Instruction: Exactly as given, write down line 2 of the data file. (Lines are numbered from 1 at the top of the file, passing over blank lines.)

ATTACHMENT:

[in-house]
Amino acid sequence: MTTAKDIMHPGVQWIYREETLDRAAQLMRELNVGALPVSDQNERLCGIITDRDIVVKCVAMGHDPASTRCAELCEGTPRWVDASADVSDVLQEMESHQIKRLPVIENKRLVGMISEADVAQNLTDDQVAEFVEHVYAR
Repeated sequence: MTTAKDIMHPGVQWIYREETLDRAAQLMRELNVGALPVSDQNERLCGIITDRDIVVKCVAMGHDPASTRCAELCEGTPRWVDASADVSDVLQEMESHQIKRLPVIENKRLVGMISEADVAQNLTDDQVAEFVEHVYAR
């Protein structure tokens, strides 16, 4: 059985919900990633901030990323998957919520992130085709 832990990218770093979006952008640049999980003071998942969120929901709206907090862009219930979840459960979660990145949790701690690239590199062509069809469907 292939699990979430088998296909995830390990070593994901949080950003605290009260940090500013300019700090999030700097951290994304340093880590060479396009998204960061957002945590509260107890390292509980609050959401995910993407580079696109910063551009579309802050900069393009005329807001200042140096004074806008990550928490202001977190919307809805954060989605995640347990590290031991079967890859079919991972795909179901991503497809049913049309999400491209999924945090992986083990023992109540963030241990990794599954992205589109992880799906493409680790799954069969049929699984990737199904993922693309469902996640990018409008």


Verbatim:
Amino acid sequence: MTTAKDIMHPGVQWIYREETLDRAAQLMRELNVGALPVSDQNERLCGIITDRDIVVKCVAMGHDPASTRCAELCEGTPRWVDASADVSDVLQEMESHQIKRLPVIENKRLVGMISEADVAQNLTDDQVAEFVEHVYAR